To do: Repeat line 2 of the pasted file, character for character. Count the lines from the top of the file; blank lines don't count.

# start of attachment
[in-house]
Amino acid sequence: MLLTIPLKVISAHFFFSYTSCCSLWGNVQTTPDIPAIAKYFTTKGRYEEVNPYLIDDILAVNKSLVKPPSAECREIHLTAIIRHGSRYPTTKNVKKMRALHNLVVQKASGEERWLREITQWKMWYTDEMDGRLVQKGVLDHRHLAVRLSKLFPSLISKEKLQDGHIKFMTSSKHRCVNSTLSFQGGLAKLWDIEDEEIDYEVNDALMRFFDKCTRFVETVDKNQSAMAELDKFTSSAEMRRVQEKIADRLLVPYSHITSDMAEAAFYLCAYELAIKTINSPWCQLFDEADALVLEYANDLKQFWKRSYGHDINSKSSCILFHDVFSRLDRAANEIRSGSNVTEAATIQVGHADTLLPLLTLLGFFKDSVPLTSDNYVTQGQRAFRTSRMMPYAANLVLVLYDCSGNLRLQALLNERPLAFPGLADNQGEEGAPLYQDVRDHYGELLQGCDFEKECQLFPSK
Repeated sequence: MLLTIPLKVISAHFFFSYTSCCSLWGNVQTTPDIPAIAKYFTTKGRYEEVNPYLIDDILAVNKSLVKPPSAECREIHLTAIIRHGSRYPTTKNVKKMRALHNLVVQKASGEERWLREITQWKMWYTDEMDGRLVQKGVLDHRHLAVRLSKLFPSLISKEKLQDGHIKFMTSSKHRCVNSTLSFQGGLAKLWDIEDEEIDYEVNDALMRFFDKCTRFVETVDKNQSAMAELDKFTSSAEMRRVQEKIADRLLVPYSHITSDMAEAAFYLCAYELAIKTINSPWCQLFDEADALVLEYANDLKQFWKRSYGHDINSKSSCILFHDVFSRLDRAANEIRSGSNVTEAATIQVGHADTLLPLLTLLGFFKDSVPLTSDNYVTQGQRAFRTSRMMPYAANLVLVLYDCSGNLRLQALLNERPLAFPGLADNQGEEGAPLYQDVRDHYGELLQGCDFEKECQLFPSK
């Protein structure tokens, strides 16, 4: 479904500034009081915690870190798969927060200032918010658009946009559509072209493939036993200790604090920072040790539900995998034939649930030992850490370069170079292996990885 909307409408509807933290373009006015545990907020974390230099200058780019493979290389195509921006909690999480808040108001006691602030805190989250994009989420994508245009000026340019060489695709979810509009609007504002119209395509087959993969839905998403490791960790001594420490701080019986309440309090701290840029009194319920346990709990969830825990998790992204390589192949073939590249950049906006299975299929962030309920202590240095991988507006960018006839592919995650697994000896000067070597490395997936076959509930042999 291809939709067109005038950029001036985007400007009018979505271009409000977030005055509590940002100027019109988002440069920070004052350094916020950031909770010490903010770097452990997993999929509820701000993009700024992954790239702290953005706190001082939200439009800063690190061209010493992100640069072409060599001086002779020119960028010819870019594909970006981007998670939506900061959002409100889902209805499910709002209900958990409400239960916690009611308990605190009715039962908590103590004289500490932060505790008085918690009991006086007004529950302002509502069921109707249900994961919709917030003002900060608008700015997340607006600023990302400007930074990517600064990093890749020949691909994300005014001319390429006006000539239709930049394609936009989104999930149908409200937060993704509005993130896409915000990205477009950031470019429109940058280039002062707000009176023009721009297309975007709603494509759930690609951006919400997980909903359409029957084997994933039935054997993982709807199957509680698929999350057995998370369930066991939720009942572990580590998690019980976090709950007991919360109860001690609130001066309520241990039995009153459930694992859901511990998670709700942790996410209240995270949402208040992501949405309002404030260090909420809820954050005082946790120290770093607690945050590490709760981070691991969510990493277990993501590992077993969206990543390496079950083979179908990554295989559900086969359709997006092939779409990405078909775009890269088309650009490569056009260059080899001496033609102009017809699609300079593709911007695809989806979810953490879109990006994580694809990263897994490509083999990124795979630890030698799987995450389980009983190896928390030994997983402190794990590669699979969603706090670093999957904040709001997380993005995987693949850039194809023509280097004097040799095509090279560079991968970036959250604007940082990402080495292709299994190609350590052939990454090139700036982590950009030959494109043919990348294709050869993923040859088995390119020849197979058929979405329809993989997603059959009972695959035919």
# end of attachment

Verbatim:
Amino acid sequence: MLLTIPLKVISAHFFFSYTSCCSLWGNVQTTPDIPAIAKYFTTKGRYEEVNPYLIDDILAVNKSLVKPPSAECREIHLTAIIRHGSRYPTTKNVKKMRALHNLVVQKASGEERWLREITQWKMWYTDEMDGRLVQKGVLDHRHLAVRLSKLFPSLISKEKLQDGHIKFMTSSKHRCVNSTLSFQGGLAKLWDIEDEEIDYEVNDALMRFFDKCTRFVETVDKNQSAMAELDKFTSSAEMRRVQEKIADRLLVPYSHITSDMAEAAFYLCAYELAIKTINSPWCQLFDEADALVLEYANDLKQFWKRSYGHDINSKSSCILFHDVFSRLDRAANEIRSGSNVTEAATIQVGHADTLLPLLTLLGFFKDSVPLTSDNYVTQGQRAFRTSRMMPYAANLVLVLYDCSGNLRLQALLNERPLAFPGLADNQGEEGAPLYQDVRDHYGELLQGCDFEKECQLFPSK